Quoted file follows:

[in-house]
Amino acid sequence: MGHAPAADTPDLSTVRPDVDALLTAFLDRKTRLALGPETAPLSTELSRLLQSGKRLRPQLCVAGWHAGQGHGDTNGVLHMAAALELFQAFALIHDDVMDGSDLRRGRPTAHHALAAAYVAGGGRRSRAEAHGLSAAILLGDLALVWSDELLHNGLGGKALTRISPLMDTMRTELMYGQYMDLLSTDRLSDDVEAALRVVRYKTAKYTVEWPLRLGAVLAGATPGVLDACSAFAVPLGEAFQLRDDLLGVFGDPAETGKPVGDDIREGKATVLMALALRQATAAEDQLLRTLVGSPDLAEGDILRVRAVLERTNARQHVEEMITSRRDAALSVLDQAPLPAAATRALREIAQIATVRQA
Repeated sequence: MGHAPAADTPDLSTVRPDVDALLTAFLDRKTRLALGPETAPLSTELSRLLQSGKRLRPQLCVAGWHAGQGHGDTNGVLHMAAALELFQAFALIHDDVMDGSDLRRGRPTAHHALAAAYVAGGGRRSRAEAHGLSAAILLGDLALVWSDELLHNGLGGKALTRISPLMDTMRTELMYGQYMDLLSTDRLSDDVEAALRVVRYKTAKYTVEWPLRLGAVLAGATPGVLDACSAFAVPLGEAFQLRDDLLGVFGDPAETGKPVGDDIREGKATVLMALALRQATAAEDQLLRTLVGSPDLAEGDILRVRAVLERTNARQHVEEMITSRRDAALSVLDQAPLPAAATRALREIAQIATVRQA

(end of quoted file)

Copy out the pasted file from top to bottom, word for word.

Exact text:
[in-house]
Amino acid sequence: MGHAPAADTPDLSTVRPDVDALLTAFLDRKTRLALGPETAPLSTELSRLLQSGKRLRPQLCVAGWHAGQGHGDTNGVLHMAAALELFQAFALIHDDVMDGSDLRRGRPTAHHALAAAYVAGGGRRSRAEAHGLSAAILLGDLALVWSDELLHNGLGGKALTRISPLMDTMRTELMYGQYMDLLSTDRLSDDVEAALRVVRYKTAKYTVEWPLRLGAVLAGATPGVLDACSAFAVPLGEAFQLRDDLLGVFGDPAETGKPVGDDIREGKATVLMALALRQATAAEDQLLRTLVGSPDLAEGDILRVRAVLERTNARQHVEEMITSRRDAALSVLDQAPLPAAATRALREIAQIATVRQA
Repeated sequence: MGHAPAADTPDLSTVRPDVDALLTAFLDRKTRLALGPETAPLSTELSRLLQSGKRLRPQLCVAGWHAGQGHGDTNGVLHMAAALELFQAFALIHDDVMDGSDLRRGRPTAHHALAAAYVAGGGRRSRAEAHGLSAAILLGDLALVWSDELLHNGLGGKALTRISPLMDTMRTELMYGQYMDLLSTDRLSDDVEAALRVVRYKTAKYTVEWPLRLGAVLAGATPGVLDACSAFAVPLGEAFQLRDDLLGVFGDPAETGKPVGDDIREGKATVLMALALRQATAAEDQLLRTLVGSPDLAEGDILRVRAVLERTNARQHVEEMITSRRDAALSVLDQAPLPAAATRALREIAQIATVRQA